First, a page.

• When was this published? 8/17/2010
    • External Resource

      Parenting Across Scotland

      A partnership of adult relationship organisations and children's charities working together on issues affecting parents and families in Scotland. They run parent hotlines and have a professional remit coordinating and helping to impact policy.

      • When was this published? 8/17/2010
    • External Resource

      Peep (Peers Early Education Partnership)

      Peep (Peers Early Education Partnership) is an evidenced based, universal, parenting programme for children and families aged 0-5 years. The programme focuses on building relationships and early communication skills and is also an adult learning programme.

      • When was this published? 7/7/2011
    • External Resource

      Play, Talk, Read website

      Information, tips and resources for introducing Play, Talk and Read to babies and young children.

      • When was this published? 5/6/2013
    • External Resource

      Scottish Childminding Association

      SCMA provides support, training and information to childminders to ensure they are confident they offer the best possible service.

      • When was this published? 8/17/2010
    • External Resource

      The Incredible Years Programme

      The Incredible Years, is an award-winning parent training, teacher training, and child social skills training approaches have been selected by the U.S. Office of Juvenile Justice and Delinquency Prevention as an "exemplary" best practice program.

      • When was this published? 9/26/2010
    • External Resource

      Vulnerable Families Pathway

      This pathway aims to strengthen support for vulnerable children and families.

      • When was this published? 5/7/2013
    • External Resource

      WithScotland

      WithScotland supports child protection policy, practice and research. It provides a range of inter-agency research, policy and practice to support professionals, groups and organisations who work in child care and protection.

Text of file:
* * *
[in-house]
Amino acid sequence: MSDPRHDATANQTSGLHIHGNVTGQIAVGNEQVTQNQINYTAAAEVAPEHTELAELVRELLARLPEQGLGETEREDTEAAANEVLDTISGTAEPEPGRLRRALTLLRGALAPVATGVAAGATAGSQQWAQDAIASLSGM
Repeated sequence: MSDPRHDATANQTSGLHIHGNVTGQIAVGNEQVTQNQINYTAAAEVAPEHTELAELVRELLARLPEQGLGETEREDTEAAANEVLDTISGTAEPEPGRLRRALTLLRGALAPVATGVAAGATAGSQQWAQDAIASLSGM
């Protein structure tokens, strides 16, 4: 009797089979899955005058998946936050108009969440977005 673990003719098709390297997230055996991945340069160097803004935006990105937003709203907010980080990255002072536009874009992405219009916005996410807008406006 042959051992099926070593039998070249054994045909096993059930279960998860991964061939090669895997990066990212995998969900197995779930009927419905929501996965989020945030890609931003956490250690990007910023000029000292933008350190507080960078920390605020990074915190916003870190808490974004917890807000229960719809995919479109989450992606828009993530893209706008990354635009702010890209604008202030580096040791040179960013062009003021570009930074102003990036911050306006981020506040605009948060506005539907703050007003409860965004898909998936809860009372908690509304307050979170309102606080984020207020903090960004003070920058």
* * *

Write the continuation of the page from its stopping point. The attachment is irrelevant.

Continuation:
• When was this published? 5/27/2013

    Information for the public

    • External Resource

      A guide for gay dads

      The guide has taliored information for gay men who wish to become parents. It contains information on adoption, fostering, surrogacy, sperm donation and parenting.

      • When was this published? 2/16/2011
    • External Resource

      AFASIC unlocking speech and language

      The Association For All Speech Impared Children (AFASIC) is a charity that works with young people who have difficulties with speech, language and communication.

      • When was this published? 8/17/2010
    • External Resource

      Allergy UK

      A leading national charity dedicated to supporting the estimated 21 million allergy sufferers in the UK. Providing a dedicated helpline, support network and online forum for those with allergy and intolerance.

      • When was this published? 8/8/2014
    • External Resource

      Asthma UK Scotland

      Asthma UK is the charity dedicated to improving the health and well-being of the 5.4 million people in the UK whose lives are affected by asthma.

      • When was this published? 8/17/2010
    • External Resource

      Capability Scotland

      Capability works with disabled people of all ages and their families and carers throughout Scotland. It also campaigns for the rights of disabled people (external site).

      • When was this published? 8/17/2010
    • External Resource

      Care Coordination Network (CCNUK)

      CCNUK is a networking organisation promoting and supporting care co-ordination or key working for disabled children.

      • When was this published? 5/7/2013
    • External Resource

      Contact a Family

      This UK-wide charity provides advice, information and support to the parents of disabled children.

      • When was this published? 8/17/2010
    • External Resource

      Cystic Fibrosis (CF) Trust

      The CF trust offers information, advice and financial support to people with Cystic Fibrosis and their families.

      • When was this published? 8/17/2010
    • External Resource

      Doula UK

      The association of Doulas (an experienced woman who offers emotional and practical support to a woman (or couple) before, during and after childbirth) in the UK. Member areas for Doula professionals and advice for famlies on how to find a doula can be found here.

      • When was this published? 8/17/2010
    • External Resource

      ENABLE

      ENABLE Scotland is a charity that campaigns for the rights of people with learning disabilities, as well as offering help and support to them and their families.

      • When was this published? 8/17/2010
    • External Resource

      Family Fund

      This charity helps families with severely disabled children on low incomes. It offers grants for a wide range of things, including household appliances, computers and holidays.

      • When was this published? 8/17/2010
    • External Resource

      Hyperactive Children’s Support Group

      This charity offers help to children that suffer from ADHD and hyperactivity, and their parents.